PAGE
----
Wisconsin Bans Election Funding Similar to ‘Zuckerbuck’

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Wisconsin voters have approved a constitutional amendment that will ban private money for funding elections. This measure, put forward by Republicans, was a reaction to grants received in 2020 that were financed by donations from Facebook founder Mark Zuckerberg.

Additionally, voters approved a second question on the ballot proposed by the Republican-controlled Legislature, amending the Constitution to state that only election officials can administer elections. While this is already a state law, enshrining it in the constitution makes it more challenging to alter or repeal.

Democrats opposed both measures, arguing that they would hinder the electoral process in the pivotal state.

These constitutional amendments were in response to grant money received by Wisconsin in 2020 from the Center for Tech and Civic Life, a liberal organization advocating for voter access. That year, the organization received a $300 million donation from Zuckerberg and his wife to assist election officials in purchasing supplies and running elections during the COVID-19 pandemic.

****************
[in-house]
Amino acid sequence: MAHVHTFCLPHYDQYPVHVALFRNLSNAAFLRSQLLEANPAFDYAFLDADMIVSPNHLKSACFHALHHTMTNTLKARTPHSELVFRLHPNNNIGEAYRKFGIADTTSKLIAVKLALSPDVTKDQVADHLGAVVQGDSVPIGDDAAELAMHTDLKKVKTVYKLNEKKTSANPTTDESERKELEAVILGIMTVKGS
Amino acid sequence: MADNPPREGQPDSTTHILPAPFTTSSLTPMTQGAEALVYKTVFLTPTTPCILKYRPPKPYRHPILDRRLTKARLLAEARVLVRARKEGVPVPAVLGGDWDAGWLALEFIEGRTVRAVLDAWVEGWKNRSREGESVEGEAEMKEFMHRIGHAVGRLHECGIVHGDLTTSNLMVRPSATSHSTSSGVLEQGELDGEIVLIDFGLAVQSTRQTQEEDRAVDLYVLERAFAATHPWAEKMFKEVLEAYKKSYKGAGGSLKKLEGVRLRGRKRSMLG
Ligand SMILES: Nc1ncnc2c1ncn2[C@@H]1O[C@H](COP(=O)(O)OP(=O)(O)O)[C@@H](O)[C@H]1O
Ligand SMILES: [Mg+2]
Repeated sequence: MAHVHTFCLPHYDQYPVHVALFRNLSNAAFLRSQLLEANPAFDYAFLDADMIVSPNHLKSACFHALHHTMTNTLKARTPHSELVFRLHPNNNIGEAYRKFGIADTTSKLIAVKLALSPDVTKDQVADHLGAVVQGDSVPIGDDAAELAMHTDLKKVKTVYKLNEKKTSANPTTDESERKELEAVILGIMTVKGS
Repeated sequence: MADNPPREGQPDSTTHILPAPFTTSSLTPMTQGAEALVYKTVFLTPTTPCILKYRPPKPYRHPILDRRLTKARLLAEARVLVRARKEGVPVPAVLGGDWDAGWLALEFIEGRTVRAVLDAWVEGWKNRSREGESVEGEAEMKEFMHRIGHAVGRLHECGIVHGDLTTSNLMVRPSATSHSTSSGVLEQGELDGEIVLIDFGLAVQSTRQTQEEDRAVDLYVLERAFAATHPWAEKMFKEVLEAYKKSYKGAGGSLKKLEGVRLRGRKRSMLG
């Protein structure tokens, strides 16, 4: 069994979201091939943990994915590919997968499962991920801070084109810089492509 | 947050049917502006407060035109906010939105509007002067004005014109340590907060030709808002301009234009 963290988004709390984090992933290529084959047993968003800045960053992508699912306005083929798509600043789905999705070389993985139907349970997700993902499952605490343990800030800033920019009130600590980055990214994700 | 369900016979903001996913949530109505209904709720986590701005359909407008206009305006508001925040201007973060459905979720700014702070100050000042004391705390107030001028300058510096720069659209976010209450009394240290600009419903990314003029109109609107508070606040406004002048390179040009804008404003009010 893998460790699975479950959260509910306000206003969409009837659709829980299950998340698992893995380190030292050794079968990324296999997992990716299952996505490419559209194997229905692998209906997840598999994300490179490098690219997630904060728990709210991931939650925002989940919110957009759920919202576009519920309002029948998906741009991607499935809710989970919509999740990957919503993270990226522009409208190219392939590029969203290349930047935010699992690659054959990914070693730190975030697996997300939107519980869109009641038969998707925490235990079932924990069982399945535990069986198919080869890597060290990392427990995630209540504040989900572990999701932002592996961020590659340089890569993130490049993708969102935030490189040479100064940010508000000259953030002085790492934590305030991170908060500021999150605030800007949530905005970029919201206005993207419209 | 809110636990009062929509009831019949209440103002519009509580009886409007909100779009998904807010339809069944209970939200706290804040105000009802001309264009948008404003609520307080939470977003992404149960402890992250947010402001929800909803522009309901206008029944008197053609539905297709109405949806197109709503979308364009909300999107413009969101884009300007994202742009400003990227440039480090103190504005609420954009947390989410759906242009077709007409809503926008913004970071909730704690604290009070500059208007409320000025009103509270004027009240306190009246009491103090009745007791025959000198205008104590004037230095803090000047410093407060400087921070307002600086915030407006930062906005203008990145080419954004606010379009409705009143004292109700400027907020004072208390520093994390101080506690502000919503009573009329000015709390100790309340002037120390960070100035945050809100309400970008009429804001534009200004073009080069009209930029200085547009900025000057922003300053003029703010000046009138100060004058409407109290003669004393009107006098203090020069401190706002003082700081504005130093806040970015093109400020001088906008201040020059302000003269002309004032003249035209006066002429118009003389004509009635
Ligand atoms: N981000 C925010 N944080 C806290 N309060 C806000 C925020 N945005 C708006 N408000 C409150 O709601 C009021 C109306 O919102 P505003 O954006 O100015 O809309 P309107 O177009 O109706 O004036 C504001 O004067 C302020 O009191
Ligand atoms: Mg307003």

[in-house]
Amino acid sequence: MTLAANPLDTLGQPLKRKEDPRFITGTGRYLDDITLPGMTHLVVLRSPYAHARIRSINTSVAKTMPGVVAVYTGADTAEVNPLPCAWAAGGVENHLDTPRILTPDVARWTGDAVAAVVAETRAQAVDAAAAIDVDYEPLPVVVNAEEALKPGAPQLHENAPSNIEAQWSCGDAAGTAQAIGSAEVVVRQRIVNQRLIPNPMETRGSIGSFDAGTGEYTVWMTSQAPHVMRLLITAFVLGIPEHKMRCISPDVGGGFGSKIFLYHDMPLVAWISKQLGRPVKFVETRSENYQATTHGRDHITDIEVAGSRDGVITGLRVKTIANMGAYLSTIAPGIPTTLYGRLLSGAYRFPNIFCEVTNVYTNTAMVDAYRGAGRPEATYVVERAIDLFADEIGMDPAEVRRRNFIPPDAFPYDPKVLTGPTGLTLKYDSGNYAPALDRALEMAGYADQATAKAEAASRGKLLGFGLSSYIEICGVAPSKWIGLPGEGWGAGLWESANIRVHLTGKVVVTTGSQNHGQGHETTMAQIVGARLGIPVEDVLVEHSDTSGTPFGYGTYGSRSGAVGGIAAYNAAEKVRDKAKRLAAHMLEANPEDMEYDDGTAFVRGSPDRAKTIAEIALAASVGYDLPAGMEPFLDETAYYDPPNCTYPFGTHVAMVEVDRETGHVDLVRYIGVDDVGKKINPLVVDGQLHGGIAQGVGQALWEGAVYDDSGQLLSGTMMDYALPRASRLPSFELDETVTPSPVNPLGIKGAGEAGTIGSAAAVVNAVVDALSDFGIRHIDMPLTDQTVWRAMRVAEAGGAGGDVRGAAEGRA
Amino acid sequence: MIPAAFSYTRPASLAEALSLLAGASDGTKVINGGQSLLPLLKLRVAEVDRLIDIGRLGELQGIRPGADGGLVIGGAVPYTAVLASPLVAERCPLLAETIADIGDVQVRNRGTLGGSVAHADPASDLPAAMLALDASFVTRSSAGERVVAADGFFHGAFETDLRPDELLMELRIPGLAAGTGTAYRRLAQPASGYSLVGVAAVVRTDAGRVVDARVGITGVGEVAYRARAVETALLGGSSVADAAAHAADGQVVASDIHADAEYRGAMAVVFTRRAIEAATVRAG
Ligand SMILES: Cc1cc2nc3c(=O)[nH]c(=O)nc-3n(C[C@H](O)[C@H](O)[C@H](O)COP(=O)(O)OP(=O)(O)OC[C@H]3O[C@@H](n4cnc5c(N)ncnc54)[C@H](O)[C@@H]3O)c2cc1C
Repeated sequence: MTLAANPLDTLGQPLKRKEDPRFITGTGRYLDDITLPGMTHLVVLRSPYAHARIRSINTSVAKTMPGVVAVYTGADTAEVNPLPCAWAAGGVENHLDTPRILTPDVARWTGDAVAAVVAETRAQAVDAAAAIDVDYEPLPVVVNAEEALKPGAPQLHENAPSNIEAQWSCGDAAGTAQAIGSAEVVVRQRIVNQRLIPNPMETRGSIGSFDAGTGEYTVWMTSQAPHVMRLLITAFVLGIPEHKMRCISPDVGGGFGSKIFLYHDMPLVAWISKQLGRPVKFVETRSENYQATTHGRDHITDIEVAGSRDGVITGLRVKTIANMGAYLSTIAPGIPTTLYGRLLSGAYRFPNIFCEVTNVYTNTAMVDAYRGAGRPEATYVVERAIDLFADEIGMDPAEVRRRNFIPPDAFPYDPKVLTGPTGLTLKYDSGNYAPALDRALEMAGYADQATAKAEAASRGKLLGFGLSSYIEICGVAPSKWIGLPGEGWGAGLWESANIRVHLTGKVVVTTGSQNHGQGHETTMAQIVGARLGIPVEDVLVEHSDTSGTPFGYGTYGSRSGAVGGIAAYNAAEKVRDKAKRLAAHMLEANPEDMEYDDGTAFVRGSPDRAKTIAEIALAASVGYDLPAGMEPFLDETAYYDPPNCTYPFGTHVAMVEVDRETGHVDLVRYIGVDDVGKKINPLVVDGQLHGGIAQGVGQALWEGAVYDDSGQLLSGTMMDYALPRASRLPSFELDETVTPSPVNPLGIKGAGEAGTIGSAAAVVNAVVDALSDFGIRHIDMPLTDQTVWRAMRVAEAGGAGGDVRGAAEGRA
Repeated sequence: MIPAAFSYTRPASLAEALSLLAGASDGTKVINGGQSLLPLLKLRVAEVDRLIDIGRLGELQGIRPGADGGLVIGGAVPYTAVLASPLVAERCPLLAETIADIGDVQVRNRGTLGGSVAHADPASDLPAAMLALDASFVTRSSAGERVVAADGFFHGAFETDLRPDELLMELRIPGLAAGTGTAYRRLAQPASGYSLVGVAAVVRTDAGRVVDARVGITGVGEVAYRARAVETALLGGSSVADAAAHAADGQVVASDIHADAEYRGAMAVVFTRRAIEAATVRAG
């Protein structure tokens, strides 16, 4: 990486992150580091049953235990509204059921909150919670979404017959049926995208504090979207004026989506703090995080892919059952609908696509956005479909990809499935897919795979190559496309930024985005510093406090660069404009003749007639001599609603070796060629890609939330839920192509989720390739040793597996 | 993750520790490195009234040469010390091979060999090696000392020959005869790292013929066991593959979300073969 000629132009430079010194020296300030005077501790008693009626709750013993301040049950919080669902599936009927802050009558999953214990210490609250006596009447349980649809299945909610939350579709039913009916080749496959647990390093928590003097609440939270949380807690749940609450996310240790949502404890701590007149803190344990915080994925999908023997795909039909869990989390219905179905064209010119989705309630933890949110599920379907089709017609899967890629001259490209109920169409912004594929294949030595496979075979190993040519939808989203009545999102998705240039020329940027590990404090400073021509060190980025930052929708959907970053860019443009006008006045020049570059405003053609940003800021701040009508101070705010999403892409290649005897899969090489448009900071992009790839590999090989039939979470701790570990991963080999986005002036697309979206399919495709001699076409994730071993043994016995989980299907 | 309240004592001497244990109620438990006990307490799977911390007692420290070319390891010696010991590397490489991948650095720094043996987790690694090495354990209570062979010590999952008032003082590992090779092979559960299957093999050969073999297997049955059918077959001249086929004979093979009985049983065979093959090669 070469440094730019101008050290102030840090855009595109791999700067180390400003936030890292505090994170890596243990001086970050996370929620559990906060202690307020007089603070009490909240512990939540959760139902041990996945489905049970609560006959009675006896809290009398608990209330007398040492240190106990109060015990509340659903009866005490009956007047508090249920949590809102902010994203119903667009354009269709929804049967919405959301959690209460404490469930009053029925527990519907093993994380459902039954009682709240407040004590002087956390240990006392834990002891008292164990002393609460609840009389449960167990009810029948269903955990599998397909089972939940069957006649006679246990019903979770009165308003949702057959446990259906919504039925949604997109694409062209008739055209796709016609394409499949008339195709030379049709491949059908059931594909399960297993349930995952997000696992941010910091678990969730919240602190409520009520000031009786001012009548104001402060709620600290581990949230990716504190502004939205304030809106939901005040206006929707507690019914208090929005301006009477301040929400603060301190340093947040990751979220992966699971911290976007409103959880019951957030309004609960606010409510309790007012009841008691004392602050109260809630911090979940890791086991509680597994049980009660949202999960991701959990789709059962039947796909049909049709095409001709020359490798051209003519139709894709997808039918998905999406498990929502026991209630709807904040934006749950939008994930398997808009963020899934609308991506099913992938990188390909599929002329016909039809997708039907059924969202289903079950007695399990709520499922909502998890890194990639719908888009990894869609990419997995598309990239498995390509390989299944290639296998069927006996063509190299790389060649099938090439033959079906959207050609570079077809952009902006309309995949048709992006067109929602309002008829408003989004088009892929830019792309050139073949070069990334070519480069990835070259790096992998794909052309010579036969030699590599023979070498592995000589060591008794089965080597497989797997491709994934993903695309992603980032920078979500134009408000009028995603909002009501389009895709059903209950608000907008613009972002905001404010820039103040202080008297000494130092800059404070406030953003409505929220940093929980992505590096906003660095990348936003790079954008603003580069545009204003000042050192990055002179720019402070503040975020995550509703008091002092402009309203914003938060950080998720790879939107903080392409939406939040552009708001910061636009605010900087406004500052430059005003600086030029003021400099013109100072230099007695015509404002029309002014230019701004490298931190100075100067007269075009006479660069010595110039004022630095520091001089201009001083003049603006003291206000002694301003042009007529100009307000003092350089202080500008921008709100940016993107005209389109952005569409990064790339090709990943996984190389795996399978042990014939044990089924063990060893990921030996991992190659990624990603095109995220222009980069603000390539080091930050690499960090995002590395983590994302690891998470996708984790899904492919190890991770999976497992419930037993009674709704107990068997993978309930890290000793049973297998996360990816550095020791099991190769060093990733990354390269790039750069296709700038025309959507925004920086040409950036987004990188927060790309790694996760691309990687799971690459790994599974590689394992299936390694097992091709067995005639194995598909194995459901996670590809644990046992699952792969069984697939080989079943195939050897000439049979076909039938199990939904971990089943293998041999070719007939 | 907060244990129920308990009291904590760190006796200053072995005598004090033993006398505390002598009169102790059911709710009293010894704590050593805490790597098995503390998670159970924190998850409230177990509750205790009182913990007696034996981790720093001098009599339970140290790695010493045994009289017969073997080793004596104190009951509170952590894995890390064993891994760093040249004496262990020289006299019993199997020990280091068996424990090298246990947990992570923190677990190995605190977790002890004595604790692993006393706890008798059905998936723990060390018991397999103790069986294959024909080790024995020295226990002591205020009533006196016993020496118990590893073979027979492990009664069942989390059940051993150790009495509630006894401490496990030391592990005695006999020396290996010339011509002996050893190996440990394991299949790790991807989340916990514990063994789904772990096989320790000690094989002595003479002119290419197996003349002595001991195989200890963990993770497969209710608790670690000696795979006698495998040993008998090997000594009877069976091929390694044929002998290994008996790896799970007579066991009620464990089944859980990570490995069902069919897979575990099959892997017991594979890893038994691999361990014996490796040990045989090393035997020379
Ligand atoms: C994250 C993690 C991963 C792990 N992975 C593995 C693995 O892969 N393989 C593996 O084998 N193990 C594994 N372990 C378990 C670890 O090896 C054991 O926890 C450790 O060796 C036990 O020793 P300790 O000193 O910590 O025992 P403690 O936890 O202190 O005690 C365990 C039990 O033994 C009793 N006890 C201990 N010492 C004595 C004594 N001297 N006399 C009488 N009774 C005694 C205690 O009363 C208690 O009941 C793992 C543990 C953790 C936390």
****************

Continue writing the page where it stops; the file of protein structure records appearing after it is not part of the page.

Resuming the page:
Republicans criticized the funds, often referred to as “Zuckerbucks,” alleging that they disproportionately benefited Democratic strongholds and insinuating that it was an effort by the billionaire to influence the election in favor of Democrats. This claim emerged amid baseless allegations of widespread voter fraud following the 2020 election.

Since 2020, Republicans in 27 states have implemented restrictions on private election grants.

Support for the Wisconsin measures came from Republicans and conservative groups, including the Wisconsin Institute for Law and Liberty and Election Integrity for Wisconsin, while opposition stemmed from government watchdog and liberal organizations such as the American Civil Liberties Union and the League of Women Voters of Wisconsin.

No Democrat lawmakers backed the amendment, which was divided into two questions on the ballot. Opponents fear that the amendments could result in efforts to limit current practices that promote voter participation.

Multiple courts and the bipartisan Wisconsin Elections Commission dismissed complaints challenging the legality of the grant money.

Given that the constitutional amendments bypassed Democrat Gov. Tony Evers, who likely would have vetoed them, they were passed by the Republican-controlled Legislature. Constitutional amendments do not require the governor’s approval.

Wisconsin voters have previously approved 148 out of 200 proposed constitutional amendments since the state constitution’s adoption in 1848, according to the nonpartisan Legislative Reference Bureau.

Copyright 2024 The Associated Press. All rights reserved. This material may not be published, broadcast, rewritten, or redistributed without permission.

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